“I can find no words to express the fury I feel at those who participate in this evil, or my scorn for any attempt to minimize the responsibility by feeble claims that the crime was ‘victimless,'” she wrote. “My daughter is a real person. She was horribly victimized to provide this source of ‘entertainment.’ She is exploited anew each and every time an image of her suffering is copied, traded or sold. While the crime is clearly conscienceless, it is hardly ‘victim-less.’
“I asked my daughter what she most wanted to ask of the judge. Her request: ‘Please,
don’t let them pretend no one’s getting hurt!’ She had some words for the defendant as well: ‘Don’t you know no one should do that to a little girl! Don’t you know it hurts!’
“As the mother of a child victimized by this crime, I would ask that the court take into consideration the damage done by this heartless crime to my daughter and others like her (including those children who still wait for someone to rescue them from their exploitation, and have no one here today to speak for them) and impose a sentence that takes into account the full impact of the crime on the victims.”
The lawyers go on to ask the judge to take into account that Josh– who is a father of seven young children— is a threat to the public, especially children.
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“The sentence in the instant case, if nothing else, must further the goal of protecting the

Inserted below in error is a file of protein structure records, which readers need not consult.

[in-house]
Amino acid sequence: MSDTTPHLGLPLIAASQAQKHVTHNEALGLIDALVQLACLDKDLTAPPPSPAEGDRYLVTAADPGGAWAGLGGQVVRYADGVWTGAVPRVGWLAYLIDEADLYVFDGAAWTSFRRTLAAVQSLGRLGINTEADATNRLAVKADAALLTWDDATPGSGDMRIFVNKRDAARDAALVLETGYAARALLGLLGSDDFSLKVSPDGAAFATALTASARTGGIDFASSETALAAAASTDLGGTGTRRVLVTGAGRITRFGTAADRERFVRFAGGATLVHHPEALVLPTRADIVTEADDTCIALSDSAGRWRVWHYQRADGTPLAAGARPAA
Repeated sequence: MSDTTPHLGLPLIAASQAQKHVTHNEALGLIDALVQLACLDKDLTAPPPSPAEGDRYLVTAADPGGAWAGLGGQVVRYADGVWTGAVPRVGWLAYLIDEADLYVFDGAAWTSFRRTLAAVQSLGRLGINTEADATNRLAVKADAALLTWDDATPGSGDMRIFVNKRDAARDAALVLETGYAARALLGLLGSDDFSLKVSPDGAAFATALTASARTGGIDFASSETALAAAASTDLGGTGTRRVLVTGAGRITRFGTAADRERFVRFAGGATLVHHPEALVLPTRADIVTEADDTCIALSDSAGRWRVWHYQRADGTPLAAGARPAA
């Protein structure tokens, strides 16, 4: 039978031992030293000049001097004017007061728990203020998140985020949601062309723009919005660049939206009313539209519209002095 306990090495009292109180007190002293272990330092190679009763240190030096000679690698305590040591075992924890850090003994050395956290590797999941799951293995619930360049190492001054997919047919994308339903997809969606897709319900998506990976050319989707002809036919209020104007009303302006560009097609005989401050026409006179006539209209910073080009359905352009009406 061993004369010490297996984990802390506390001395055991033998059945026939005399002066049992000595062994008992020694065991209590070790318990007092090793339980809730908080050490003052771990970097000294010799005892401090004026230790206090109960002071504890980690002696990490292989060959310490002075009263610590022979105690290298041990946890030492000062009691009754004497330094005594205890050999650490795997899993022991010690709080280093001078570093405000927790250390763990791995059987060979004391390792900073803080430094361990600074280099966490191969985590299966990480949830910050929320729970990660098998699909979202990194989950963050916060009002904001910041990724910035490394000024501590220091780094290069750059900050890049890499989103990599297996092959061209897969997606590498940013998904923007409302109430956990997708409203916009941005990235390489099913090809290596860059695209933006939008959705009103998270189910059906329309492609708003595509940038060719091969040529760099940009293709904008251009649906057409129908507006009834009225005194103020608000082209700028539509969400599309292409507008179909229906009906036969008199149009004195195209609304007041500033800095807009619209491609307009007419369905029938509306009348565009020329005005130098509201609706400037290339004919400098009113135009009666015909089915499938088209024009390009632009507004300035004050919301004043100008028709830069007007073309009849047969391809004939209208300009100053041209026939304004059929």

public—specifically the most vulnerable members of the public, children—from future crimes committed by Duggar and others like him,” the prosecution writes, pointing out that Josh’s sisters and fifth victim were all around the same age as the girls in the CSAM he had.
“This is not coincidental…The referenced ‘pattern’ that Duggar has followed, and which is now before this Court, involves his hands-on abuse of minor females followed up by his acts to obtain imagery reflecting the hands-on abuse of minor females. At base, this pattern reflects a clear and long-standing sexual interest in prepubescent females.”
What’s even more concerning, the lawyers state, is that Josh has refused to acknowledge his sexual interest in young girls, and has not and likely will not, seek treatment, increasing the likelihood that Josh will reoffend.
“This Court is now presented with an offender who has a history of sexually abusing minors, who has not received any treatment or therapy for this conduct to speak of, who appears unlikely to ever seek out or meaningfully participate in treatment or therapy to address this conduct, and who continues to deny any responsibility for his past or present crimes.”
The prosecuting lawyers ended the letter with, “based on all the reasons discussed above, including Duggar’s history of sexually abusing minors and the grave risks associated with his potential to recidivate, the United States submits that a Guidelines-compliant sentence of 240 months is appropriate here.”
Josh is due to be sentenced in Arkansas on May 25.
(Photos: TLC; The Ashley)